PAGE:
Mr McLean’s efforts became SeaLand Services, followed later by Matson Navigation Company and many others. Not all containers arrive at their destination, with disputes over just how many may be lost at sea, ranging from 350 a year to 10,000. Those can pose significant risks for smaller vessels, many floating just below the surface, but also for the environment, dumping goods on beaches around the globe.
To mark 60 years since the original patent was filed, Tomorrow collected seven voices with very different perspectives on shipping containers and how they have changed the world, and individual lives.
Gene Vrana, 71, was born in New York City and moved west to start working on the waterfront in San Francisco in 1968. He registered on the longshore workforce in 1969 as a member of the International Longshore and Warehouse Union (ILWU)3 and became their education director after getting an injury on the docks in 1984. He retired in 2010.
Gene Vrana, pictured in the bandana, working on drums cargo at Pier 32, San Francisco, 1980.
“I knew that I wanted to work in the waterfront. I had been drawn to work on or near the sea but also I was drawn to the traditions of the union on the waterfront.
When I was a kid, my father would talk to me occasionally about how being a merchant seaman or working on the docks was an honourable occupation with a militant, proud history. And being around New York City and New England a bit, I just had that sense of the sea and then I started reading and I was drawn to Jack London and, I don’t know, Moby Dick? It’s a combination of life experience and literature growing up that I was predisposed to be working out of doors at a hard, physical occupation that was connected with a certain political legacy that was still dynamic. And I wanted to be part of that.
There was a quick learning curve required because of the hazards on the job. But in terms of how the men – and at that time it was all men – related to each other on the job and how they talked about their lives and their feelings about the union were things that fit.
The first jobs I had in 1968 were as a casual worker – I was in the warehouse division at the ILWU and if there were extra longshore jobs on a given day and you were sitting in the warehouse division hiring hall, you had a shot at those.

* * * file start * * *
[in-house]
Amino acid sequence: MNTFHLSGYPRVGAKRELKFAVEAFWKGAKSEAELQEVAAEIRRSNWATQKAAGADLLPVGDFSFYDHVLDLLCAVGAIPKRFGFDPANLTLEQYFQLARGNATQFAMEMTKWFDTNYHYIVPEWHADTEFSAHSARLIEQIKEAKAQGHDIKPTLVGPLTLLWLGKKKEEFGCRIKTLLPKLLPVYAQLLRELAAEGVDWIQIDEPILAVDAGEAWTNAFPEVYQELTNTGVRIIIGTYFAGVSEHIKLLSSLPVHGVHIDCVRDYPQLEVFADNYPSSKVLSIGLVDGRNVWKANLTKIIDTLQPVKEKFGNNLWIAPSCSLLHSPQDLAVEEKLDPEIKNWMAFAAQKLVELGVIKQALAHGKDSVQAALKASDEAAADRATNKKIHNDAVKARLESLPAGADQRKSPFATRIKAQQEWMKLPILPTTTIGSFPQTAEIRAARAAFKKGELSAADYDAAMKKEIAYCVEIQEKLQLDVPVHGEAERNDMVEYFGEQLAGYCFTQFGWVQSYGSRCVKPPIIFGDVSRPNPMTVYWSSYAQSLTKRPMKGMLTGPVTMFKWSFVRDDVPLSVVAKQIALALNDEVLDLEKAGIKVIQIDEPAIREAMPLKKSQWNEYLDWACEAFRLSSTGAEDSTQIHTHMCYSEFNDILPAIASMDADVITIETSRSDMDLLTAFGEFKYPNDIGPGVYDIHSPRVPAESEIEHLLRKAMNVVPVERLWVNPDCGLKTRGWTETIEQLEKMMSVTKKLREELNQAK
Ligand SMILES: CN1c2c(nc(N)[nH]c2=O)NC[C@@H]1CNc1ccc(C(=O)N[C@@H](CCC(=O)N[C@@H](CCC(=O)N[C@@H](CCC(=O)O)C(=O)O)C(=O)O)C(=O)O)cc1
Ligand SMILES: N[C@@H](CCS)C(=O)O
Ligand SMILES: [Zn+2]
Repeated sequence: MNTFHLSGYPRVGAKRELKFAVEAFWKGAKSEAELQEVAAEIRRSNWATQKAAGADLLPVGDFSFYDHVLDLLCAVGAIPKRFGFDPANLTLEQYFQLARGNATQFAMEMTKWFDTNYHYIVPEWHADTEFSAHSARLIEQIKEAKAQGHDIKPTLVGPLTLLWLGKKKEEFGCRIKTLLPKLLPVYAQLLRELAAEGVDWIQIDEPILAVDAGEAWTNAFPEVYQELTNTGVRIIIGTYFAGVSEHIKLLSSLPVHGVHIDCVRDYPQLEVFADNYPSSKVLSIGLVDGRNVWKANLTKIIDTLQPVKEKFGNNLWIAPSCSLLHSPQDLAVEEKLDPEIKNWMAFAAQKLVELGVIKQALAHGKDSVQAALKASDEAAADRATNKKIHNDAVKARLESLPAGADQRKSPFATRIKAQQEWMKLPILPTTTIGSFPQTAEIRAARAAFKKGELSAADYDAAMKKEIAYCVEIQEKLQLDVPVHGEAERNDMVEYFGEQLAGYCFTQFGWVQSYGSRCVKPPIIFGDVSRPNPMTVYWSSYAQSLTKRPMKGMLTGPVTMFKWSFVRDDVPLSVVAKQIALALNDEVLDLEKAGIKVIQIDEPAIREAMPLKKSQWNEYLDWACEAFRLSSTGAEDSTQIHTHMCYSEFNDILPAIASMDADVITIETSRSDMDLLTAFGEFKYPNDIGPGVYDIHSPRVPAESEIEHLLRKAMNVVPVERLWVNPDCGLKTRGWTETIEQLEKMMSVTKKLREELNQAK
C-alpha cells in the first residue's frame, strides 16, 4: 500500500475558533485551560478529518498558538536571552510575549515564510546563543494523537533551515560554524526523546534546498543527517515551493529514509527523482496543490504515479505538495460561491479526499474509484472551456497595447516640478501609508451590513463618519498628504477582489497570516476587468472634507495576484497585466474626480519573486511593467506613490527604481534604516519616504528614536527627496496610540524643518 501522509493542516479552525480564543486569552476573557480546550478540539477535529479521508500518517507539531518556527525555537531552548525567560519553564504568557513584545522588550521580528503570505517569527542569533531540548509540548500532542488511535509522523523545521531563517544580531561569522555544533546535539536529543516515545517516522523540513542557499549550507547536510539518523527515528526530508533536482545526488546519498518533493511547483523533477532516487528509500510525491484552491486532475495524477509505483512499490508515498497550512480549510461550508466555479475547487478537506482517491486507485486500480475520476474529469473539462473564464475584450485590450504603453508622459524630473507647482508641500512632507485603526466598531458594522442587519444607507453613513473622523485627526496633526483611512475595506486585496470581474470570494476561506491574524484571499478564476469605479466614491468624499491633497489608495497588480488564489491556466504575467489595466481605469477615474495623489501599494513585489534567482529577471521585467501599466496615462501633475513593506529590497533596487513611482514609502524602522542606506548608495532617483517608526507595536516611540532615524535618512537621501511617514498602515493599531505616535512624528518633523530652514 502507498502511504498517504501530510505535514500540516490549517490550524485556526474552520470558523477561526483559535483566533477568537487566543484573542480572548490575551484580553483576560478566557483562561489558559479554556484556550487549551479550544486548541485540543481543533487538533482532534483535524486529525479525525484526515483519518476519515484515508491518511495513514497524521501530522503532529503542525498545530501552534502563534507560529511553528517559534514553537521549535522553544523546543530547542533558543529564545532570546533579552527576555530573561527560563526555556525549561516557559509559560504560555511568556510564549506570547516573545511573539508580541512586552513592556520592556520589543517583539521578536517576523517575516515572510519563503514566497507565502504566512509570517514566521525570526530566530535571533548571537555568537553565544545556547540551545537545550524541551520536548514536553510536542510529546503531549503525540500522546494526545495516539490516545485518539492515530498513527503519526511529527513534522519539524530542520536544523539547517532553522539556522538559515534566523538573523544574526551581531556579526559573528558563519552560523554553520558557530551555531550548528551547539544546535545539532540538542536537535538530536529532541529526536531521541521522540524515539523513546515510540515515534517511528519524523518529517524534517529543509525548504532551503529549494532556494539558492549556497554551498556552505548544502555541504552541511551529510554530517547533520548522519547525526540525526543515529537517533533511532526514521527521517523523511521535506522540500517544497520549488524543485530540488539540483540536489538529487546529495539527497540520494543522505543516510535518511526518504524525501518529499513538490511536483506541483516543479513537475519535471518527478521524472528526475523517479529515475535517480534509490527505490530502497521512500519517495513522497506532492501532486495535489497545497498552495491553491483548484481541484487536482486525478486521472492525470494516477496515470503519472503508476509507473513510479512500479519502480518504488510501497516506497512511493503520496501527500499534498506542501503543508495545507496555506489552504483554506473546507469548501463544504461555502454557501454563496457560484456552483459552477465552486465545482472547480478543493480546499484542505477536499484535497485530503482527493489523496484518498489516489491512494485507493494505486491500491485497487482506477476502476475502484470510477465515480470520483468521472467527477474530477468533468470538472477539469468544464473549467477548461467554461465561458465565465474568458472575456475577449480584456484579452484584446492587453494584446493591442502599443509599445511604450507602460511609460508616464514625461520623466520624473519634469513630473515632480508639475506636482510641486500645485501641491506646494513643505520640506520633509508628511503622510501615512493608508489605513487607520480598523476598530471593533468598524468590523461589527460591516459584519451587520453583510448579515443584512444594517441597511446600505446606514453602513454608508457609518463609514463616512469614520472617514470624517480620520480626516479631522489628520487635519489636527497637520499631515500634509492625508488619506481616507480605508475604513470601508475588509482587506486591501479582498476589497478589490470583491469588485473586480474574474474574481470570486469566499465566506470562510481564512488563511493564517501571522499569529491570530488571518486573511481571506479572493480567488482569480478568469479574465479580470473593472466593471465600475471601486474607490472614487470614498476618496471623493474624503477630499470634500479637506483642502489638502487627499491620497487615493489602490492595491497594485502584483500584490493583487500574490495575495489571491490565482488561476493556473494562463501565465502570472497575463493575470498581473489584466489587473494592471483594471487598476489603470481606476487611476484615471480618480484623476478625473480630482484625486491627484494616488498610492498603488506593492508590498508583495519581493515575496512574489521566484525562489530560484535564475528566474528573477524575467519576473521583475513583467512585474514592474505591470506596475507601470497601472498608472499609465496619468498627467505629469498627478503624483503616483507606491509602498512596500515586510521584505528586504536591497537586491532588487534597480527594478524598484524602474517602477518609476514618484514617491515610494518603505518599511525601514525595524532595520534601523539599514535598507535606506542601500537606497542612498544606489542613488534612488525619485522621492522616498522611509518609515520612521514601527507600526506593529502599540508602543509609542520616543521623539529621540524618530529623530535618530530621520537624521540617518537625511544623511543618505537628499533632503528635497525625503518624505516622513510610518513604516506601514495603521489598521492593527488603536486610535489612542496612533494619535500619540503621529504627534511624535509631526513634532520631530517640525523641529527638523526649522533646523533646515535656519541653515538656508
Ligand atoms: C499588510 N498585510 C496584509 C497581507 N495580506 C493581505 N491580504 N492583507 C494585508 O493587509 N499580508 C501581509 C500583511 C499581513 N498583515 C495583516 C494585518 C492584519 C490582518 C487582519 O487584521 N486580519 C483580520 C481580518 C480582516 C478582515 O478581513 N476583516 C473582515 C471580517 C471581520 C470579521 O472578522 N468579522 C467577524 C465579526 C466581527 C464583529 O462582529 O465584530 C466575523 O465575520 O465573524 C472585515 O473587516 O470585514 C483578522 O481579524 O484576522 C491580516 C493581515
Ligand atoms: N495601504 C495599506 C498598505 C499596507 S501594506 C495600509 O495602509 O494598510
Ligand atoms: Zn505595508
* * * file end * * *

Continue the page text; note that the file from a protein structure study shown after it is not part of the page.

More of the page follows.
I picked up a few of those in ’68 and they were mainly in the East Bay and containerisation was mainly at SeaLand and Matson Navigation – Madison was starting to refit their sugar ships to and from Hawaii to accommodate containers. And SeaLand, which was born on the east coast, was just beginning to take off.
It was Vietnam that pushed it – within two years there was much more construction or reconfiguration of the ports of Oakland and San Francisco to accommodate what, at that time, were mainly 20ft containers.
In many places they were still small enough to use existing docks. But then the terminals, especially in Oakland, which had the acreage, just began to take over and replace the terminals where break bulk or general cargo had been handled. By the end of the Vietnam War – we’re talking essentially about a five-year period – the technology was there and it was changing work rapidly.
Those guys with the lowest seniority by the mid ’70s were getting the lashing jobs on board the container ships, working the new technology on the deck and on the shore to secure or unsecure the containers with lashings and all that. And that took the place of what had been the grunt work of throwing cargo sacks or boxes of apples or whatever.
My generation, the guys that came in in the mid to late ’60s, just saw it change right before our eyes. Not only was the technology changing but the relationships on the job changed because you were no longer working in a gang of eight to 12 guys. You were working maybe two together, or even solitary, dealing with different aspects of either machinery or gear associated with machinery for moving the containers on and off the ship.
With the change in the social aspect, along with the technology, it just felt that the work experience within any day was just not the same.